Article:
8. BJ, he’s not say he’s concerned about being misunderstood. He’s saying if you get out there and do your duty (“Bringing things down to the particular is the beating heart of incarnational Christianity.”, you will sometimes be misunderstood and sometimes you’ll be wrong, but you can’t be a coward and refuse to get in the game because you’re afraid of that.

  9. Dear Mr. Stewart,
    Perhaps it is as you say. However, whatever I know of Mr. Wilson is from this source (his blog) and I can only respond from that very restricted viewpoint. And what I see puzzles me for Mr. Wilson comes off alternately as a person who smells of Heaven and a person who stinks of the refuse pit. Some of his posts are fantastic expostulations of the Good News – the best I have read. But then, the last few posts (excepting the wedding exhortation which was nice), have been barely Christian – more worthy of a Wahabist mullah than a bearer of the Gospel. Full of us and them and doom and gloom and a call to jihad an so forth. What I put up is a complaint against whatever turn of thought has led him to where he is. It is not a good place.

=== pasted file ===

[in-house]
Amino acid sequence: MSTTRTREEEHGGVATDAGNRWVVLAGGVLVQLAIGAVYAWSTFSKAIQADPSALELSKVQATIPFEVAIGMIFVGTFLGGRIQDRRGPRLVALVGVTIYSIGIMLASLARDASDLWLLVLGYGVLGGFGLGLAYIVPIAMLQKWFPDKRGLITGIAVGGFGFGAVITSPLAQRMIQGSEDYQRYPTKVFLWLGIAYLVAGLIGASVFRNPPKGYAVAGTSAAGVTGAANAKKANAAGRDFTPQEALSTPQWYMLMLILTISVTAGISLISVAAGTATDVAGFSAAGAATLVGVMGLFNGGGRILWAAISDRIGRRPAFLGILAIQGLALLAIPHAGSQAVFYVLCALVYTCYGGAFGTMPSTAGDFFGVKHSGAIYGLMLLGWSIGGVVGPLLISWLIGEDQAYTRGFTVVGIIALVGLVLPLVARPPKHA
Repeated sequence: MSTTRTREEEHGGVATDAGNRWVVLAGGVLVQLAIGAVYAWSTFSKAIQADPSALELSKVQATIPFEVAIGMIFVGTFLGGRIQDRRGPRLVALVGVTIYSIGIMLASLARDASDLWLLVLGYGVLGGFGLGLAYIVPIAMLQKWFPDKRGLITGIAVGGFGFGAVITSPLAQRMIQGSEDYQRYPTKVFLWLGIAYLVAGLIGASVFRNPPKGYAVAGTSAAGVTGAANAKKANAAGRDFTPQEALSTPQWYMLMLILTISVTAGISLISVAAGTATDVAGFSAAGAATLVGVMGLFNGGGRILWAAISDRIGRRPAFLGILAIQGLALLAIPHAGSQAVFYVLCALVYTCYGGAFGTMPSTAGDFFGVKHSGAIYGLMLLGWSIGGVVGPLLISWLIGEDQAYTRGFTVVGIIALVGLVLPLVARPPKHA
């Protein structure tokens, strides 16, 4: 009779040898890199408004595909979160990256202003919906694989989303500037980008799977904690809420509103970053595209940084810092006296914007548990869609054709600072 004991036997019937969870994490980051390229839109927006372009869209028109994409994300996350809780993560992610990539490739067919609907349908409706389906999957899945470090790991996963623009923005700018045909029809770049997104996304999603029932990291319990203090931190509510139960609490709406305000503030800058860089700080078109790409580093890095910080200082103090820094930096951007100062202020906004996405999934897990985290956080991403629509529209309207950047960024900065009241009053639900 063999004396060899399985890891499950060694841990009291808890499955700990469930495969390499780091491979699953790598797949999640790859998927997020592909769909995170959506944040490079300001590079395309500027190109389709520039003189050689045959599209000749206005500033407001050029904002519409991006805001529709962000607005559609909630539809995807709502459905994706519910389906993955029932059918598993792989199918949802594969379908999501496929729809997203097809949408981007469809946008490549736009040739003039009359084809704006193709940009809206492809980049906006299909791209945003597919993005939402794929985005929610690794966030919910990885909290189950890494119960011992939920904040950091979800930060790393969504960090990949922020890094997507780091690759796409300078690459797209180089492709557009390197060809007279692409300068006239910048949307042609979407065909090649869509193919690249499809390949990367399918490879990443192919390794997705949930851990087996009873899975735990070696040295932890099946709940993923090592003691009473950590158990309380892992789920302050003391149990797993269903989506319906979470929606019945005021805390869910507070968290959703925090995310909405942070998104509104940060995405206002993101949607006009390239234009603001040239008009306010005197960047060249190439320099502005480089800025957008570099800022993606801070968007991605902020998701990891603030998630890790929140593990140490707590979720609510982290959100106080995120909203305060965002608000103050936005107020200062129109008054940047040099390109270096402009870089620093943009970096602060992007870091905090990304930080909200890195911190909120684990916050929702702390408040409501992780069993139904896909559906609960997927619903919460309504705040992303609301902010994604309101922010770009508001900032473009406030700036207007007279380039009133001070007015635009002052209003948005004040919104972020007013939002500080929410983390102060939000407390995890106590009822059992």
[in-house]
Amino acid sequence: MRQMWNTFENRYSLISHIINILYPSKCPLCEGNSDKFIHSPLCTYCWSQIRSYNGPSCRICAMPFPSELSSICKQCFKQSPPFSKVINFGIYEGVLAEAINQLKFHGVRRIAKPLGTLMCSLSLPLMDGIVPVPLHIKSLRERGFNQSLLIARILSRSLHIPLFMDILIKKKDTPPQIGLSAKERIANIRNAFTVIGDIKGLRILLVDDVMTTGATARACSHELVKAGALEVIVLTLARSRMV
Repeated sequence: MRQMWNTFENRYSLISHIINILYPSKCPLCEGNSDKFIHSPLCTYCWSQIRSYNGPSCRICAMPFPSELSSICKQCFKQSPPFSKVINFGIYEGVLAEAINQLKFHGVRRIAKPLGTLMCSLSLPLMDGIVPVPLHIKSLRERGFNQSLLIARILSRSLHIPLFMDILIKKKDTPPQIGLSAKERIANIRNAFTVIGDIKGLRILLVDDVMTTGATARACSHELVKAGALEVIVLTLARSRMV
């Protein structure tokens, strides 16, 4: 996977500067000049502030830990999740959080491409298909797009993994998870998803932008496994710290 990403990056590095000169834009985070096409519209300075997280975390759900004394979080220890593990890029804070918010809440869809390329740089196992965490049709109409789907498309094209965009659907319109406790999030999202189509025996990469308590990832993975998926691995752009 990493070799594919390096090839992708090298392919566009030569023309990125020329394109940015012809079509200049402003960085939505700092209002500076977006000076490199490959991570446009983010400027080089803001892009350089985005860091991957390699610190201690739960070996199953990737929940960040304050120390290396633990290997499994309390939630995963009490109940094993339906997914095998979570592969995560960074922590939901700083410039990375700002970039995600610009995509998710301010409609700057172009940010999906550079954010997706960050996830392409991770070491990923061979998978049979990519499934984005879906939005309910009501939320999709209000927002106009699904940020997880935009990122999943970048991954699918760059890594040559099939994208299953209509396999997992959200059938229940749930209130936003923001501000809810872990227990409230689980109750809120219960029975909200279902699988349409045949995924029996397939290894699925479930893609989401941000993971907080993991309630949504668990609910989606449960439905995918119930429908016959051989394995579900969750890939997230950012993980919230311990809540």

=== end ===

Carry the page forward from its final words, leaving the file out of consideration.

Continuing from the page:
10. “… Full of us and them…”
    Us vs Them is surely an unChristian attitude (Matt. 12:30)

    “…and doom and gloom…”
    I’ve heard postmillennialists accused of many things, but doom and gloom is not one of them.

    “…and a call to jihad an so forth.”
    Can you find a place anywhere in any of Doug’s posts where he encourages violence?

  11. Why do you think the Wahabists promote violence either? Haven’t you heard Islam is a religion of peace? You and I and Mr. Wilson, we all know that there are plenty of people just looking for an excuse to righteously vent their anger. By giving the impression that a certain group is less than human – by virtue of being leftist, say, you give these people the excuse they need. A good pastor, a reader of men’s hearts, would know that it is not enough to refrain from violence. One must actively be a peacemaker. This Mr. Wilson is emphatically not. I don’t think you can disagree with that.